This study was funded by Cancer Research UK, the Medical Research Council Clinical Trials Unit at University College London and the National Health and Medical Research Council in Australia.

Bibliography

NICE. Lung cancer: diagnosis and management. CG121. London: National Institute for Health and Care Excellence; April 2011.

Tsao MN, Lloyd N, Wong RKS, et al. Whole brain radiotherapy for the treatment of newly diagnosed multiple brain metastases. Cochrane Database Syst Rev. 2012;(4):CD003869.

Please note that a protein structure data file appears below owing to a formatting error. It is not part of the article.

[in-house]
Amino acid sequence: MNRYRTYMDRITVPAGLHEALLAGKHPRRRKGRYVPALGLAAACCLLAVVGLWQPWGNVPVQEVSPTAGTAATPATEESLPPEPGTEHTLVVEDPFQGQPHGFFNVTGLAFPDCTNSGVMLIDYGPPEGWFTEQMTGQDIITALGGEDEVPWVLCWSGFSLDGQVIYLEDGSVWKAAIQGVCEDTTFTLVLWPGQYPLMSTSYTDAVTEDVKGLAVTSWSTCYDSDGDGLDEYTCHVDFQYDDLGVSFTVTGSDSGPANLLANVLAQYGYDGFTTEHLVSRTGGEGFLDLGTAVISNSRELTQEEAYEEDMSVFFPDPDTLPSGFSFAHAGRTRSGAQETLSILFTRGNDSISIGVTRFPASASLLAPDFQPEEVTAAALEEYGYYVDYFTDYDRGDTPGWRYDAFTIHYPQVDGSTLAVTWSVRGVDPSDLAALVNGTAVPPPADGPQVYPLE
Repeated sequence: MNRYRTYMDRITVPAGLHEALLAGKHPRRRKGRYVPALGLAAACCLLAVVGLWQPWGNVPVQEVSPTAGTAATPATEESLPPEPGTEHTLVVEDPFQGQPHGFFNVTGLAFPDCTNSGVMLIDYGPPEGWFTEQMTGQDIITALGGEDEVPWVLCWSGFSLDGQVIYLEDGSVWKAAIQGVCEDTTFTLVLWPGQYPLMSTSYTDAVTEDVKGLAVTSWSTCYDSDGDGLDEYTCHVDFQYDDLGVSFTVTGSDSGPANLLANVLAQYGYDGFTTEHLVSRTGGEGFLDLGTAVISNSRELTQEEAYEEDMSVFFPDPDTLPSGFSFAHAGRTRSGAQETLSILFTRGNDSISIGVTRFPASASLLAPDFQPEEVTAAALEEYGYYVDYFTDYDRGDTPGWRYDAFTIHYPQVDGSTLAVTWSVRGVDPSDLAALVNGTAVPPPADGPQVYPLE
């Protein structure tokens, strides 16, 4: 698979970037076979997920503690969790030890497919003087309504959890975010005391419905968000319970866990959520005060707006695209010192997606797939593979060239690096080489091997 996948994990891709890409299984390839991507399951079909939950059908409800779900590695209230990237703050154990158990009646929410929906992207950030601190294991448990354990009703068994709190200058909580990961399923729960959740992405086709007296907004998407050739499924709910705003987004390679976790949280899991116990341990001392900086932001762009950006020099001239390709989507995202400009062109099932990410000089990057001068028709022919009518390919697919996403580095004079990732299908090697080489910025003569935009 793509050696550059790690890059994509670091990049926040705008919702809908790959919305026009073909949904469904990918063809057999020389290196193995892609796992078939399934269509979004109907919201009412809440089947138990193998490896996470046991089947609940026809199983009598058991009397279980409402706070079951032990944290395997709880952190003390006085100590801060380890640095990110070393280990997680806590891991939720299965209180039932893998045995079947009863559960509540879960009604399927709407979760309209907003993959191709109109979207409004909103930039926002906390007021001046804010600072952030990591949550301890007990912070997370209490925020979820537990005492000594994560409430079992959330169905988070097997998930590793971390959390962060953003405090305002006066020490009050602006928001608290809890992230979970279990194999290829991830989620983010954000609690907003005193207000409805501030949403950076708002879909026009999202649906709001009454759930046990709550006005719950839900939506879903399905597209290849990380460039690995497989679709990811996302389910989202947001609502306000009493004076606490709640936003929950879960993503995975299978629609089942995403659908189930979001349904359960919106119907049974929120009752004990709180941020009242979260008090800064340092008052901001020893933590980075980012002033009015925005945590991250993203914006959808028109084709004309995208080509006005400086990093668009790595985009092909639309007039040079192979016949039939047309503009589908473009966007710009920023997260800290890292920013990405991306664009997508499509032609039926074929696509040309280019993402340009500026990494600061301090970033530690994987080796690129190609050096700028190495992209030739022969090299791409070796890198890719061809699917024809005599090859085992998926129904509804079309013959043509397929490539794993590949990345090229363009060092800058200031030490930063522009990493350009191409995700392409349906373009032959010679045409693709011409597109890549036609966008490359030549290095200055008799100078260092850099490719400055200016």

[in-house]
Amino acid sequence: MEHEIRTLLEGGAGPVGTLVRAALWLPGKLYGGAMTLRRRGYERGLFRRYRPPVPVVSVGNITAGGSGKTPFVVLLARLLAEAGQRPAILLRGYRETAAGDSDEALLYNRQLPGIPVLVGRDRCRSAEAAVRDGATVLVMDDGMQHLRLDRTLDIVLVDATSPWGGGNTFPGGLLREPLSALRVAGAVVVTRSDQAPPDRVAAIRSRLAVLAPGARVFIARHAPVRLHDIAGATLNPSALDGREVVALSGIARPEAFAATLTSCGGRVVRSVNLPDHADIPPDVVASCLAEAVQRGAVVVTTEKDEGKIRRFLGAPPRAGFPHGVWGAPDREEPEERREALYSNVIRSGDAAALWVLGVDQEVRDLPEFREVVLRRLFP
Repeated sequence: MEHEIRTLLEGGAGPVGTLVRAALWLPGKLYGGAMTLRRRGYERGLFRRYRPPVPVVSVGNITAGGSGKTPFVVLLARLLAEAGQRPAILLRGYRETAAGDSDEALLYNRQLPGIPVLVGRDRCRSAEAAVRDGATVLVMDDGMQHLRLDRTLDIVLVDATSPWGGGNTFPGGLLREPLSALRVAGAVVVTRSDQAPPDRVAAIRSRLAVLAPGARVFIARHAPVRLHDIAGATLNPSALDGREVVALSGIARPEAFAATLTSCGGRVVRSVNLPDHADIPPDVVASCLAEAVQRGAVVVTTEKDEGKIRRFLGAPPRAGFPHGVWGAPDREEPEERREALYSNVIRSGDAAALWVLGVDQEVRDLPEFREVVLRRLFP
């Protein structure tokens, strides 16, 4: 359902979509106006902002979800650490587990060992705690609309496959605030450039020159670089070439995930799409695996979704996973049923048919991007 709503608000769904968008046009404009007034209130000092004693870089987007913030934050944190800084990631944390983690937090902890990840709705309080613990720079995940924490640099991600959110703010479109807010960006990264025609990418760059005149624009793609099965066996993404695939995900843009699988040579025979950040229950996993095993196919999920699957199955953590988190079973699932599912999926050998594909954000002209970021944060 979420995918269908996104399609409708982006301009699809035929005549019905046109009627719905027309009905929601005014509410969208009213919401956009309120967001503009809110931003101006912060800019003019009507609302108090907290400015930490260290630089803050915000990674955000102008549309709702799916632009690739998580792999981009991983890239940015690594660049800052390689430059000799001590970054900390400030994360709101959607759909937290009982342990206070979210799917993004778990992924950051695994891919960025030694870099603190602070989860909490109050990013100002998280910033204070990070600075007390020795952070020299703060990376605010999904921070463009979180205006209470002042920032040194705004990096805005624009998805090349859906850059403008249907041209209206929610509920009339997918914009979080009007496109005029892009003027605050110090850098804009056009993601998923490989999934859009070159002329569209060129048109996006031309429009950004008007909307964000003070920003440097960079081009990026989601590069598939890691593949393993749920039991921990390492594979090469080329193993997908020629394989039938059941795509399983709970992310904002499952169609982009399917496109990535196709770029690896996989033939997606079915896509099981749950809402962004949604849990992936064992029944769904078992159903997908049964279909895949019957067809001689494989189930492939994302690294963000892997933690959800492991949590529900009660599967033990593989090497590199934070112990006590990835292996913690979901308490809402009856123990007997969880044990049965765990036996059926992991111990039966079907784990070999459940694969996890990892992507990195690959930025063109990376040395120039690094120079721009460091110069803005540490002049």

Dexamethasone and supportive care with or without whole brain radiotherapy in treating patients with non-small cell lung cancer with brain metastases unsuitable for resection or stereotactic radiotherapy (QUARTZ): results from a phase 3, non-inferiority, randomised trial

Published on 9 September 2016

Mulvenna, P.,Nankivell, M.,Barton, R.,Faivre-Finn, C.,Wilson, P.,McColl, E.,Moore, B.,Brisbane, I.,Ardron, D.,Holt, T.,Morgan, S.,Lee, C.,Waite, K.,Bayman, N.,Pugh, C.,Sydes, B.,Stephens, R.,Parmar, M. K.,Langley, R. E.

Lancet , 2016